Girl Named Florida

As I mentioned in the previous post, by adding the condition that a family with two children has a girl named Florida the odds go from 1:3 to 1:2 that the other child is a girl.

Florida was one of the top 1000 female names between about 1900-1930 according to Mlodinow and the Social Security office. But now let’s say it’s a 1:1,000,000 name for girls. The possibilities for families include (assuming they won’t have two girls named Florida): (b,b), (b,n), (b,F), (n,b),(n,F), (n,n), (F,b), (F,n), where b=boy, n=girl not named Florida, F=girl named Florida.

Since we know the family has a girl named Florida we can throw out (b,b), (b,n), (n,b), and (n,n). That means there are 4 ways to have two children families with a girl named Florida, (b,F), (n,F), (F,b), and (F,n), two ways with boys and two ways without.

For more nuanced analysis of this problem check out:
There once was a girl named Florida (a.k.a Evil problems in probability)
Two-Child Paradox Reborn?

Odds of a Girl

I read great new book called The Drunkard’s Walk which is essentially about how the random effects our lives more than we imagine. He had a number of interesting examples of how to think in these terms, all pointing to the importance of asking the right questions and thinking about how to answer it right ways.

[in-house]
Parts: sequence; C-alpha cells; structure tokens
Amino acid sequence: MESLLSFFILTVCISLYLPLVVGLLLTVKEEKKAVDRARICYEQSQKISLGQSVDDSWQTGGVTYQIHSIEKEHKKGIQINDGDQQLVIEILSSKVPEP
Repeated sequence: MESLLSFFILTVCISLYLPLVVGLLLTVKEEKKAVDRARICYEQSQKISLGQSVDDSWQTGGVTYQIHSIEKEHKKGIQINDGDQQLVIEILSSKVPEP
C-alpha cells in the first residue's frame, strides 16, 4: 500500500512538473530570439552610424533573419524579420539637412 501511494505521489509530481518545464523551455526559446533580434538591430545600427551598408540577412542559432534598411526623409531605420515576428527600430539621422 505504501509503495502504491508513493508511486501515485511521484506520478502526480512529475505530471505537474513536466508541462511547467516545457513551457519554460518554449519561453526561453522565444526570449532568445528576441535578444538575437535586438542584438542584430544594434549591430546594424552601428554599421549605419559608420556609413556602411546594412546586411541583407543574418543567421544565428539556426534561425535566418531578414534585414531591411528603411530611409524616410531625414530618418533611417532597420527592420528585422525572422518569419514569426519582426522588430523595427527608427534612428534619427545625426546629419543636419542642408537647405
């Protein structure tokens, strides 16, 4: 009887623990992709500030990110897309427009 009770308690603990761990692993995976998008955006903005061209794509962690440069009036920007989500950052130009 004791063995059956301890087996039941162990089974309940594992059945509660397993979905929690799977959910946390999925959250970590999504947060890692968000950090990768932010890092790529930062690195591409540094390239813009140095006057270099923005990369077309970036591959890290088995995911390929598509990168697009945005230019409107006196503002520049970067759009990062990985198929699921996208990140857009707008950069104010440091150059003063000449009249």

For instance if you ask, “A family has two children, one of which is a girl. What are the chances the other one is too?” The answer is 1:3. That’s because we know there are the following combinations possible in birth order: (girl, boy), (girl, girl), and (boy, girl). The (boy, boy) combination is ruled out by what was said about the family. So three equal possibilities, odds are 1:3 that the family would be (girl, girl).

Ah but what if one of the children were named Florida? What then of the odds? It turns out to be 1:2. I’ll show you how in my next post.